Re: the yaw string, yes the simple elegance of the device is something I’ve always admired. Did you know helicopters sometimes have them as well? That’s always perplexed me, because it seems like the down wash from the main rotor would interfere with the airflow around the string… but somehow it seems to work.
Modern technology has made flying very safe. That said, the human element (us) is always waiting to bite you. Airplanes don’t kill you, people (ourselves included) kill you. We all need more paranoia. Thanks Ron.
Thanks for reading, John! Yes, it’s interesting how we spend so much time in training learning how to deal with mechanical failures of myriad critical components while the human factors side of flight safety gets relatively scant resources — especially in comparison to the long term statistics which show nearly 90% of accidents are caused by human error.
Ron, nice article my friend! It gives us lowly non-pilots a small taste of what you guys are doing up there in the cockpit!
Thanks for reading, Brian! Without non-pilots, the rest of us wouldn’t have a job, so you’re not “lowly” in my book. 🙂
“My record is FL450 to 15,000 in a minute and 43 seconds.” Umm. Wow. That exceeds 17,000 FPM. I hope the only place you experience that is in the sim.
Great post – as always – Ron. Thank you.
Back in the day when I was a controller at Cleveland center I used to work an occasional mid-shift. On one occasion I was working a Northwest Airlines Boeing 727 inbound to Cleveland from Chicago on a re-positioning flight with no passengers. He was level at FL370 (37,000′). I gave him a clearance to cross the Cleveland VOR (now known as Dryer or DJB) at 10,000′ and he replied that they would make a practice emergency descent. I asked him to report out of FL370 since in those days the transponders did not send Mode C data to us. He was 10 miles from the CLE VOR when he called “out of 370”. and as his radar blip touched the VOR symbol on my screen he called “level ten and slowing”. I did not time it but it was probable about a minute and a half or a little under 17000 FPM.if my math is correct. I asked him what his rate of descent was and he said, “Our rate of descent indicator only goes up to 6,000 FPM and it was pegged so we don’t know” I was impressed with the Northwest pilots before this as they always flew at maximum mach, climbed at max power and rate, and always asked for direct routes. The job was to get the pax to their destinations as soon as possible.and to hell with the fuel burn. Perhaps not the best way to run an airline but I was impressed.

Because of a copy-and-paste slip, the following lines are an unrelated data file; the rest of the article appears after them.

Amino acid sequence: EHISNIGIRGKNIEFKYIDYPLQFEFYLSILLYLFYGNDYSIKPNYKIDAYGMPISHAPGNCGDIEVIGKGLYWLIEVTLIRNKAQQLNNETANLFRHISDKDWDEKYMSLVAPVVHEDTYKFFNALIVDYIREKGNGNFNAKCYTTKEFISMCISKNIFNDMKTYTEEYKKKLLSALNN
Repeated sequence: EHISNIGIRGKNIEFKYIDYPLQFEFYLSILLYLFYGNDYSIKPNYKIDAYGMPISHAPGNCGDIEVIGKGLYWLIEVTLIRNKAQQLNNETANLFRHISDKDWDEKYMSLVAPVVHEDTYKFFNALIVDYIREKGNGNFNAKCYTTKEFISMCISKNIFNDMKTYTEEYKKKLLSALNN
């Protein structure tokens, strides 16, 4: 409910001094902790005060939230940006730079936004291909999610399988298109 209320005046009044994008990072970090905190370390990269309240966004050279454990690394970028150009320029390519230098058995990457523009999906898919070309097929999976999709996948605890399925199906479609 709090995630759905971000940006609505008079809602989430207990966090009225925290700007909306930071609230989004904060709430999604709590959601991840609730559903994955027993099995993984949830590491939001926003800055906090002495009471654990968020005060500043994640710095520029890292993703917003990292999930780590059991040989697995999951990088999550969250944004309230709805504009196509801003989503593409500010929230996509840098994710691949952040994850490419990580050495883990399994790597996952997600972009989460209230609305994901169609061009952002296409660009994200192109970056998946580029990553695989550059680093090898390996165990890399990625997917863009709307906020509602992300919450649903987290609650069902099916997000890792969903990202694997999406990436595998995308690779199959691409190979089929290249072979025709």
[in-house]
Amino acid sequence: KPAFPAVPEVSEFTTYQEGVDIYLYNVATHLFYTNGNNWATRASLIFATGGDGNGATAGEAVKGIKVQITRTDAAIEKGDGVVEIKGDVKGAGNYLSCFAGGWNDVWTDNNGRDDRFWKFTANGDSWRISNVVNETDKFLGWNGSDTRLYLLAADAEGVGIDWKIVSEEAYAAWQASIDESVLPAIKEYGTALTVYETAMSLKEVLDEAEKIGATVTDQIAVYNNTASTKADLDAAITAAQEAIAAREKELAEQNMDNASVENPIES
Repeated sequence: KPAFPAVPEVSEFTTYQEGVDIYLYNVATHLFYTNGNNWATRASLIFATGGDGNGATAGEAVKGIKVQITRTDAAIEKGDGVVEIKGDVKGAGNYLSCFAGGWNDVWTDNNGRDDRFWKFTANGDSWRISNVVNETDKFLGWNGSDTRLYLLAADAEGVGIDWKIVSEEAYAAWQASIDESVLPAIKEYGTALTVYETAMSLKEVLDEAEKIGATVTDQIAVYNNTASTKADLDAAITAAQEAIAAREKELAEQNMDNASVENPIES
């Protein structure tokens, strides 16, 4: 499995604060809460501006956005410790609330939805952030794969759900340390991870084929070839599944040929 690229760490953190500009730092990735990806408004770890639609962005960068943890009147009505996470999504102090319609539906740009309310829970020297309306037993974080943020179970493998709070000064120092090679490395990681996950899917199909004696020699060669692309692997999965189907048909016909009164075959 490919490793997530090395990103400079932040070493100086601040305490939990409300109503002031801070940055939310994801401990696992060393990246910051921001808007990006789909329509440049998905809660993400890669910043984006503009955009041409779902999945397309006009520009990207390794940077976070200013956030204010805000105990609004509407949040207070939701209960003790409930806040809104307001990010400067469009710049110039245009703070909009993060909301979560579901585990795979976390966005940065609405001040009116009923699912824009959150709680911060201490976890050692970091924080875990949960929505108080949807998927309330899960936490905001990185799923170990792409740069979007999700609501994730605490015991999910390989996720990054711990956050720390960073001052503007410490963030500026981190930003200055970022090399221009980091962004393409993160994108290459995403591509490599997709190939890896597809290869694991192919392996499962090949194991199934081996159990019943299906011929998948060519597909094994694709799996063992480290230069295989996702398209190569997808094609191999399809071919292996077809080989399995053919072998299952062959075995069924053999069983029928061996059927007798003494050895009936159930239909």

I forgot to say that Allegheny Airlines, later US Air, did the same, maybe more so. Those guys bugged us incessantly for direct clearances. It was a different day then and the company was important cause they signed your check.
Great stories, John! Perhaps it’s just the improvement in computerized flight planning since those days, but I’ve noticed that when ATC offers a direct-to, it sometimes *increases* the total flight time slightly over the planned route. Sounds weird, but the optimized routes ARINC generates often make maximum use of the winds. I’ve seen routes which were significantly longer in mileage but still came up shorter in total flight time because they’d send the plane around pressure systems in such a way that they maximized tailwind (or minimized headwind).
Makes me wonder if that’s why the requests for direct routes are a little less common today?